“If you’re going through a process in which you’re actively working on yourself, it’s not always easy. Those fewer positive feelings can be an indication that they are really working hard on themselves. It may not be the happiest time of their lives, but the final outcomes can be beneficial.” 

Microdosing as a tool

What particularly surprised Pop from talking to the participants is that very few of them microdose to improve their study results. Which is often the underlying reason for using drugs such as Ritalin and Adderall. Only three students listed “higher study results” as the main reason for microdosing, the others mainly wanted to work on personal and emotional problems or be more mindful.

‘Students expect that microdosing can help them achieve their goals’

Microdosing as a tool to become a better version of yourself? The results of the forthcoming second article on her research also point in that direction. “We asked participants how close they felt to their ’true self’ that day, and we inquired about their activities that day and how satisfied they were with them. We found that during the microdosing day, participants reported significantly higher satisfaction with their activities, such as cooking, spending time in nature, working, or studying.”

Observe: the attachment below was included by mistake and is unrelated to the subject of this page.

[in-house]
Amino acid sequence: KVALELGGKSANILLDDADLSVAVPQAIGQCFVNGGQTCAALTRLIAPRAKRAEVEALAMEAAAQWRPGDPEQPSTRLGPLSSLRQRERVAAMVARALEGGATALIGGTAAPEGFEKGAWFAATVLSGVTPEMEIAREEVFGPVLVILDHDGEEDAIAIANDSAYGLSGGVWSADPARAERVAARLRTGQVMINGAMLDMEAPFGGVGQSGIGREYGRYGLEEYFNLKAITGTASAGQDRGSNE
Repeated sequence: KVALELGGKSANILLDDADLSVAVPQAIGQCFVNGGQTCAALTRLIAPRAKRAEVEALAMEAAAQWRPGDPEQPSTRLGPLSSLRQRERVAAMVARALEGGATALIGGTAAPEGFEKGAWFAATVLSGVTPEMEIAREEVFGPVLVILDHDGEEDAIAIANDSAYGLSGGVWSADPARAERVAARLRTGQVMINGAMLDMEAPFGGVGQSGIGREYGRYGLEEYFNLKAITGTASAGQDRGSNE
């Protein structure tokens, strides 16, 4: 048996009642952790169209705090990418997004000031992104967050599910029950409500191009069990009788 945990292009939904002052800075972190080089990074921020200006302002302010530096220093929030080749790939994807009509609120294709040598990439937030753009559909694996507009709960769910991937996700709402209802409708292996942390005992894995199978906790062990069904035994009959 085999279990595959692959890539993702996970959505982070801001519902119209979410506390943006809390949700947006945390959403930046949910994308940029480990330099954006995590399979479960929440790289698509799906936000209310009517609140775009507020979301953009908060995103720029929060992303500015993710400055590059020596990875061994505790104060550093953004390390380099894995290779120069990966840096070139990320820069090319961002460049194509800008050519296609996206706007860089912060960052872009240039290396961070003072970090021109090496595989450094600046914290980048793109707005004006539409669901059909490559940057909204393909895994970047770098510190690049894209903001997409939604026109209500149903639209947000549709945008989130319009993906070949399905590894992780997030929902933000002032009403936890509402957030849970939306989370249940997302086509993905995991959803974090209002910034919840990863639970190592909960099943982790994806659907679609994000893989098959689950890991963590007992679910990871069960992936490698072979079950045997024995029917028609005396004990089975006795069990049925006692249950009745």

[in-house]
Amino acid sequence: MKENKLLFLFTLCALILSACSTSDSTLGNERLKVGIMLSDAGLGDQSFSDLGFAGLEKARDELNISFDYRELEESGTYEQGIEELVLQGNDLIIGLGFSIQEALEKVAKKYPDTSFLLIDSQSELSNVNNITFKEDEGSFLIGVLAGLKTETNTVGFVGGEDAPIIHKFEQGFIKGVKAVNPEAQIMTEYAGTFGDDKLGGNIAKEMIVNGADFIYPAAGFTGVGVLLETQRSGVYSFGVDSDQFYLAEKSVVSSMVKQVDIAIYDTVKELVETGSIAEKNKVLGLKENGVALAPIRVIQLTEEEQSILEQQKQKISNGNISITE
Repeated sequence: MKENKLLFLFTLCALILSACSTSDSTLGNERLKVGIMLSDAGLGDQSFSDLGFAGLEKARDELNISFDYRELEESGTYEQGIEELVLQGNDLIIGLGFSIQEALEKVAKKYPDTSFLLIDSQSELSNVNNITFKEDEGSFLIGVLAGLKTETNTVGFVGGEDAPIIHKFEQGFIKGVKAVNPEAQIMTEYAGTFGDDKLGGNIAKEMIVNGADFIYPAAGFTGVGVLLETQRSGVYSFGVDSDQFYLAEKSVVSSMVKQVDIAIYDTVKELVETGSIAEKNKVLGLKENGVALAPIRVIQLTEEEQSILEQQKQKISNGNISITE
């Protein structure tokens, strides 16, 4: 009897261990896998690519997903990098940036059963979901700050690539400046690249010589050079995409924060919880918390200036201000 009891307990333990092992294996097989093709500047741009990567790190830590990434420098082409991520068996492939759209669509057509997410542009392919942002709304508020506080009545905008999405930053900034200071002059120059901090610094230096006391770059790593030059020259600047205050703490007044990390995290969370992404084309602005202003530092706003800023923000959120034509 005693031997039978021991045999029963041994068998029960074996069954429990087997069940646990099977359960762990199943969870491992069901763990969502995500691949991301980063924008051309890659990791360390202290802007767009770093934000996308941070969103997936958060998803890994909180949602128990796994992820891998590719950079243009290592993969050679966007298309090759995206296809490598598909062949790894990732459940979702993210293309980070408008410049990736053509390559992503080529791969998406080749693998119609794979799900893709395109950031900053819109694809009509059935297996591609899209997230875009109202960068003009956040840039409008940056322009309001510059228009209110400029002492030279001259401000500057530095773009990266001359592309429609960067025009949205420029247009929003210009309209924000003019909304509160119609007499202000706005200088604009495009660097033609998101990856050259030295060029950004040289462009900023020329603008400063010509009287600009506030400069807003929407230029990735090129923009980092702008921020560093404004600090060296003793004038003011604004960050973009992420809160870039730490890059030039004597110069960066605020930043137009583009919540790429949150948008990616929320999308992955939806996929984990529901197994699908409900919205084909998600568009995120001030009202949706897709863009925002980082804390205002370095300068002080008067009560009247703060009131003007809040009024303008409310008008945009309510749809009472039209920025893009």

Ultimately, of course, the question remains whether those differences in feelings and behavior are due to the drug or to the underlying reason for taking that drug, the so-called placebo effect. It is one of the questions that any follow-up research could shed more light on.

About the fact there are still many questions to be answered, Pop is clear: “Our research shows that users, their routines, and their reasons for microdosing are so different that it might be better to do research on a more homogeneous group. You could also study men and women as separate groups. Especially in the area of emotions, there seem to be clear differences there. For example, the interviews showed that the women experience more negative emotions, such as social anxiety.”

Translated by Language Center, Riet Bettonviel